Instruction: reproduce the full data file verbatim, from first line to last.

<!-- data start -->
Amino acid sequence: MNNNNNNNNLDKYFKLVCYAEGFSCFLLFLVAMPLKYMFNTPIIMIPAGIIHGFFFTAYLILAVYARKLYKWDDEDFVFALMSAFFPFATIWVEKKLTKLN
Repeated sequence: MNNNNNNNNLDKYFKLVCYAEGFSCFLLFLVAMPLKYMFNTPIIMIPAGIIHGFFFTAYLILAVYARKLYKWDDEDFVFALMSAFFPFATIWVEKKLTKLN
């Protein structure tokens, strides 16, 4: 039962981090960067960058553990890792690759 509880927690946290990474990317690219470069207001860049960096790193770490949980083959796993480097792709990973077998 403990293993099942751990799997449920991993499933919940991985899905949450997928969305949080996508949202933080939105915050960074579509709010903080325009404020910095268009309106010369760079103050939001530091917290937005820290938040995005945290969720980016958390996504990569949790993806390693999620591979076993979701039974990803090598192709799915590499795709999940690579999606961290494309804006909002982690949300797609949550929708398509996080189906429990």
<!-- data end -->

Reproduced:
Amino acid sequence: MNNNNNNNNLDKYFKLVCYAEGFSCFLLFLVAMPLKYMFNTPIIMIPAGIIHGFFFTAYLILAVYARKLYKWDDEDFVFALMSAFFPFATIWVEKKLTKLN
Repeated sequence: MNNNNNNNNLDKYFKLVCYAEGFSCFLLFLVAMPLKYMFNTPIIMIPAGIIHGFFFTAYLILAVYARKLYKWDDEDFVFALMSAFFPFATIWVEKKLTKLN
């Protein structure tokens, strides 16, 4: 039962981090960067960058553990890792690759 509880927690946290990474990317690219470069207001860049960096790193770490949980083959796993480097792709990973077998 403990293993099942751990799997449920991993499933919940991985899905949450997928969305949080996508949202933080939105915050960074579509709010903080325009404020910095268009309106010369760079103050939001530091917290937005820290938040995005945290969720980016958390996504990569949790993806390693999620591979076993979701039974990803090598192709799915590499795709999940690579999606961290494309804006909002982690949300797609949550929708398509996080189906429990």